This technology helps you and your coach identify weaknesses and possible hazards after each shot. Therefore, you can work on the solution during your next shot.

Furthermore, the launch monitor provides carry and total distances. This boosts a golfer’s ability to select the correct club. Plus, it improves your distance control.

A launch monitor eradicates any guesswork from your performance. It highlights the facts and allows you and your instructor to deeply analyze each shot and make improvements where necessary.

When you are searching for an instructor, see if they possess this equipment, which they should. However, you can always take your own device along if you are more comfortable with the numbers it registers.

Work on Your Short Game

I often see golf instructors giving lessons from the hitting bay. Usually, the student is taking a full swing and working on their mechanics. I am all for this and do not question a coach’s method. However, there is a tendency to stay away from the putting and chipping green, which I cannot figure out.

It is hard to master the chip shot or read the line of a putt. This is where most amateur golfers implode. Ask your coach to take time out to work on your putting and short shots. Get them to teach you how to read the green, and align your putter face.

You can strike the golf ball purely and hit the ball a country mile. However, if you cannot putt or chip, you stand little hope of success on the links. Take advantage of the practice time and become a master of the short game.


Look at your golf lessons like school. You have to do your homework to improve. There is no point paying for lessons and then not refining your skills. After every session, go away and work on what you learned. Do not be afraid to try what you learned in training on the golf course.

Not working on your game after a lesson undoes all the hard work put in with your coach. Ultimately, that is a waste of your money. Put the time and effort into mastering your training, and you will see results in the form of fewer strokes.

If you don’t have the luxury of a home golf simulator, you should make time to fit in one or two range sessions a week to work on everything from training.

Use a Golf Simulator

I understand that not every amateur has the resources to acquire a golf simulator, but if you can, it will make a world of difference to your game. The technology itself will not boost your performance.

However, the platform it gives you to work on your game at any time is bound to improve your performance. Whether you are using the virtual driving range to loosen up or playing a round of golf, a simulator is a suitable option for enhancing your training regimen.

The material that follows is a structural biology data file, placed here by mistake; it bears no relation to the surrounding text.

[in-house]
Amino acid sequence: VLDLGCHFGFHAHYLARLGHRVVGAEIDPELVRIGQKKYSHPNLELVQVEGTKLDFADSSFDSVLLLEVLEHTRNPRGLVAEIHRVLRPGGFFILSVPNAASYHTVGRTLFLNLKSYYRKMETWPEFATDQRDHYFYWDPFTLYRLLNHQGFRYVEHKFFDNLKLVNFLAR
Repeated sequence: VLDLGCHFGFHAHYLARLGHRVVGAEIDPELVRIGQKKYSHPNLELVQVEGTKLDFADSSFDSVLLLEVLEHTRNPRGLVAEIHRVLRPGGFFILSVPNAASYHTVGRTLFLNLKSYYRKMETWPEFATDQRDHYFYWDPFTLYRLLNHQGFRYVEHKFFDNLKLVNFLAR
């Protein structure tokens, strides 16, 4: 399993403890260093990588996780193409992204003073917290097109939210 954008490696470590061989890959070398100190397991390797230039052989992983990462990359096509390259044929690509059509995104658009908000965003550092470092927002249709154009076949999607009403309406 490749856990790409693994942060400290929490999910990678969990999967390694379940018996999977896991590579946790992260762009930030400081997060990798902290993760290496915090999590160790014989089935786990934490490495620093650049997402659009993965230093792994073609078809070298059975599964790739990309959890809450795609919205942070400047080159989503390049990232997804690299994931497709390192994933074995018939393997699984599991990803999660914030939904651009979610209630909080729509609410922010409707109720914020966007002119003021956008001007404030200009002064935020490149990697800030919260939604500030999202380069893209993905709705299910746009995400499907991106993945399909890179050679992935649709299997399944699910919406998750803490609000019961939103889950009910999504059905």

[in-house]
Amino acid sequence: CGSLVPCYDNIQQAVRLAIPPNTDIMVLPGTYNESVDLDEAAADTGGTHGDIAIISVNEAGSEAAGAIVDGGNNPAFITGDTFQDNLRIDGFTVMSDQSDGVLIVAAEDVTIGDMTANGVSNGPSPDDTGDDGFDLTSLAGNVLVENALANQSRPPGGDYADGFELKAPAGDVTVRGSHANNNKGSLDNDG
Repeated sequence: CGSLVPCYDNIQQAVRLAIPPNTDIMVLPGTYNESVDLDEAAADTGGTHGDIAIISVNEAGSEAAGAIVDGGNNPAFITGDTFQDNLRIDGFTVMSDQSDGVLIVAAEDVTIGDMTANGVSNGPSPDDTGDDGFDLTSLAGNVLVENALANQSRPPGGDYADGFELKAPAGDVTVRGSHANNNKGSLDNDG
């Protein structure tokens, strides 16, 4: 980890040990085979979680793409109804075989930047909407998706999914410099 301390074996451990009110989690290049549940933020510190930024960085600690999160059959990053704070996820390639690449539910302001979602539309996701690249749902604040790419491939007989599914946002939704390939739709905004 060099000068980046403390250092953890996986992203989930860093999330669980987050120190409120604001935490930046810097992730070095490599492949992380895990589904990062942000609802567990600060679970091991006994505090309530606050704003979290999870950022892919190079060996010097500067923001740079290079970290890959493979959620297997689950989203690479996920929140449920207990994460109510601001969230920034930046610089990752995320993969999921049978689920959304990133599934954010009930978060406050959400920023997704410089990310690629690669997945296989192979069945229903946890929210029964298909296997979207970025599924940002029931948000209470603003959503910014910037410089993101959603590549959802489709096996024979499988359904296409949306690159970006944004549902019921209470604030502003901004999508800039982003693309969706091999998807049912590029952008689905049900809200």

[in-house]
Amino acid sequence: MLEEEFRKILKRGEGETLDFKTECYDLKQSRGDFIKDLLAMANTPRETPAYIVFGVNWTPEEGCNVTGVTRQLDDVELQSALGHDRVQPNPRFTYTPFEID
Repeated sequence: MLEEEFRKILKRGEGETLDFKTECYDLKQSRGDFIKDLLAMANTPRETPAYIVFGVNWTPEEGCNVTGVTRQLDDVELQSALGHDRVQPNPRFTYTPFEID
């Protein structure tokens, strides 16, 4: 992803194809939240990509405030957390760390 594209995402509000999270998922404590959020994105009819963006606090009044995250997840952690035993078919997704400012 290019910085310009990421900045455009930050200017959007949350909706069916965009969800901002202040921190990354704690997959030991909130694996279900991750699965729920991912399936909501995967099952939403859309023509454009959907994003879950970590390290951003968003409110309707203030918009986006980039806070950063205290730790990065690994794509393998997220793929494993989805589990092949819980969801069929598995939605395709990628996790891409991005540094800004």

Fortunately, these days golf simulators are more affordable than previously. That makes them more accessible to the average golfer on a tight budget. There is the option to build your own golf simulator setup, or you could opt for an entry-level package like the OptiShot2 Golf In A Box.

Players blessed with a higher budget may consider the accurate system from FlightScope Mevo. Conversely, you can read about the 10 best golf simulators under $1000 if you seek more options.

Apply Training to The Golf Course

Where I see amateurs go wrong, is not transferring their training to the course. For example, golfers learn something in a lesson, but do not have the confidence to execute it in a casual round.

You will make mistakes, and it will not be pretty at first. However, you have to work on every area of your game to improve it. There is no point paying money to an instructor to guide you, only to never employ their teachings.

Golf is a marathon, it takes time to improve, and your game will suffer as you adapt new elements to it. The important part is to remain patient and continuously employ your training in actual situations on the links.


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Matt Stevens

Matt Callcott-Stevens started playing golf at the age of 4 when Rory Sabattini's father put a 7-iron and putter in his hand. He has experienced all the highs and lows the game can throw at you and has now settled down as a professional golf writer. He holds a Postgraduate in Sports Marketing and has played golf for 28 years. Current Handicap: 8